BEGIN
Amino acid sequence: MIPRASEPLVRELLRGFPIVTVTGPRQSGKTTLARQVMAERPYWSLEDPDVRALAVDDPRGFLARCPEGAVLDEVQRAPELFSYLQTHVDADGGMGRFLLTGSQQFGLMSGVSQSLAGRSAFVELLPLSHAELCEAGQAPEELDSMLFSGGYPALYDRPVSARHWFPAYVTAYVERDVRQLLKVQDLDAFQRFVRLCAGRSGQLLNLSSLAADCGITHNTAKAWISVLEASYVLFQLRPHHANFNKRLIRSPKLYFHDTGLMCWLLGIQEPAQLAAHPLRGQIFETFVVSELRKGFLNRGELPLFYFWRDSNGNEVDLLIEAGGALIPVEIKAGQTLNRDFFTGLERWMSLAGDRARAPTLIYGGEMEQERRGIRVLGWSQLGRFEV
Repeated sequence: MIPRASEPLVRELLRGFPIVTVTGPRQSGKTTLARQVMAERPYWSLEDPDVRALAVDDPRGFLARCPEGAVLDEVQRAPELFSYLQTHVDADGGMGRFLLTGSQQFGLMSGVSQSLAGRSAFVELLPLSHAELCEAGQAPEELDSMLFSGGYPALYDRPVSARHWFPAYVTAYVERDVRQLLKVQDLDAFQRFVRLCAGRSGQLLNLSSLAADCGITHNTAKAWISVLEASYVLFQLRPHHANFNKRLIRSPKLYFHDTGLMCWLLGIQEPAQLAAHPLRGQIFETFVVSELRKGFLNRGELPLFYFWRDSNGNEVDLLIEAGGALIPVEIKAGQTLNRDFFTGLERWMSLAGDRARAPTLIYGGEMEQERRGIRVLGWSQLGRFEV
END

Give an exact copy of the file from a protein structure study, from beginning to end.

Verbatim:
Amino acid sequence: MIPRASEPLVRELLRGFPIVTVTGPRQSGKTTLARQVMAERPYWSLEDPDVRALAVDDPRGFLARCPEGAVLDEVQRAPELFSYLQTHVDADGGMGRFLLTGSQQFGLMSGVSQSLAGRSAFVELLPLSHAELCEAGQAPEELDSMLFSGGYPALYDRPVSARHWFPAYVTAYVERDVRQLLKVQDLDAFQRFVRLCAGRSGQLLNLSSLAADCGITHNTAKAWISVLEASYVLFQLRPHHANFNKRLIRSPKLYFHDTGLMCWLLGIQEPAQLAAHPLRGQIFETFVVSELRKGFLNRGELPLFYFWRDSNGNEVDLLIEAGGALIPVEIKAGQTLNRDFFTGLERWMSLAGDRARAPTLIYGGEMEQERRGIRVLGWSQLGRFEV
Repeated sequence: MIPRASEPLVRELLRGFPIVTVTGPRQSGKTTLARQVMAERPYWSLEDPDVRALAVDDPRGFLARCPEGAVLDEVQRAPELFSYLQTHVDADGGMGRFLLTGSQQFGLMSGVSQSLAGRSAFVELLPLSHAELCEAGQAPEELDSMLFSGGYPALYDRPVSARHWFPAYVTAYVERDVRQLLKVQDLDAFQRFVRLCAGRSGQLLNLSSLAADCGITHNTAKAWISVLEASYVLFQLRPHHANFNKRLIRSPKLYFHDTGLMCWLLGIQEPAQLAAHPLRGQIFETFVVSELRKGFLNRGELPLFYFWRDSNGNEVDLLIEAGGALIPVEIKAGQTLNRDFFTGLERWMSLAGDRARAPTLIYGGEMEQERRGIRVLGWSQLGRFEV